Having said that, time zones should have nothing to do with it. If you go abroad and can't use your bank mobile app, I'd suggest you to call your bank and make a complaint. To me it sounds like the original mobile app requirements might have been correct, but the implementation ended up with a defect.

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    More likely user error, changing the time instead of the time zone. Setting the time automatically avoids that kind of user error. – gnasher729 Jul 11 at 22:24
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In addition to Tim's answer, I would add that it also has to do with how SSL Certificates are verified.

If you log onto your computer instead of your phone, and change the date and time on your computer so that it doesn't match your current location time zone and time, you will run into all kinds of errors when you simply browse the internet. That's because the SSL certificates used to verify websites are not permanent, and there is a time comparison that happens within your internet browser (firefox, chrome etc...) to make sure that SSL Certificate the website uses is CURRENTLY valid.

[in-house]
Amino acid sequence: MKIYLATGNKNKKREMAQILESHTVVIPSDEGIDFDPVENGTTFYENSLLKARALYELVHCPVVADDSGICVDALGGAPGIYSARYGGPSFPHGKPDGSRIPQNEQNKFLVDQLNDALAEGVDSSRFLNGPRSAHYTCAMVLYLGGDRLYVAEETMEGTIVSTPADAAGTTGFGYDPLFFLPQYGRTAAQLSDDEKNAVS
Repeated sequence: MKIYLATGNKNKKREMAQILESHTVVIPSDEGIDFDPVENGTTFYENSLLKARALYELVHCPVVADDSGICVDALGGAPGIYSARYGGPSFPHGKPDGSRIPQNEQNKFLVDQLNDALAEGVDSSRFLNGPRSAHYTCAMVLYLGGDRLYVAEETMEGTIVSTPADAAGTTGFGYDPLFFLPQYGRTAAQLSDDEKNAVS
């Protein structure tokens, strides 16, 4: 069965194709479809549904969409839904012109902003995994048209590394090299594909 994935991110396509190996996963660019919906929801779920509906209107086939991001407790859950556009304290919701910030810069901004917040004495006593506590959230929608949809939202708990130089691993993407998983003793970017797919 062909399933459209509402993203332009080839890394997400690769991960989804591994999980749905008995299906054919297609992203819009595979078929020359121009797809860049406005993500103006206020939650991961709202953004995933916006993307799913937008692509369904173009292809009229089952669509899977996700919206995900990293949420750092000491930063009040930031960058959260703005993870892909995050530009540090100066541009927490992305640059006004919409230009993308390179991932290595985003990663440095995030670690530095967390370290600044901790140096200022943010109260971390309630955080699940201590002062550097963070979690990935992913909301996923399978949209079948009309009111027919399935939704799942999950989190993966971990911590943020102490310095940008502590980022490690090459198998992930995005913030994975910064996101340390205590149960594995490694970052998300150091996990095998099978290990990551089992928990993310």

If the system doesn't know your accurate current time, it can't verify the current validity of the security certificates used by the sites you are trying access. The same would be true for accessing a banking app on your phone, because the app connects to a server that uses certificates to verify it's authenticity.

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    SSL Certificates are renewed every few months, though, at most. A few hours difference is unlikely to cause a certificate to seem ot have expired. – user253751 Jul 12 at 14:59
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    I'm having trouble generating any kind of error on any browser in any configuration after changing the time and time zone. This looks like an edge problem on the day that a particular certificate expires and not a common issue. Can you replicate or generate this problem? – schroeder Jul 13 at 10:08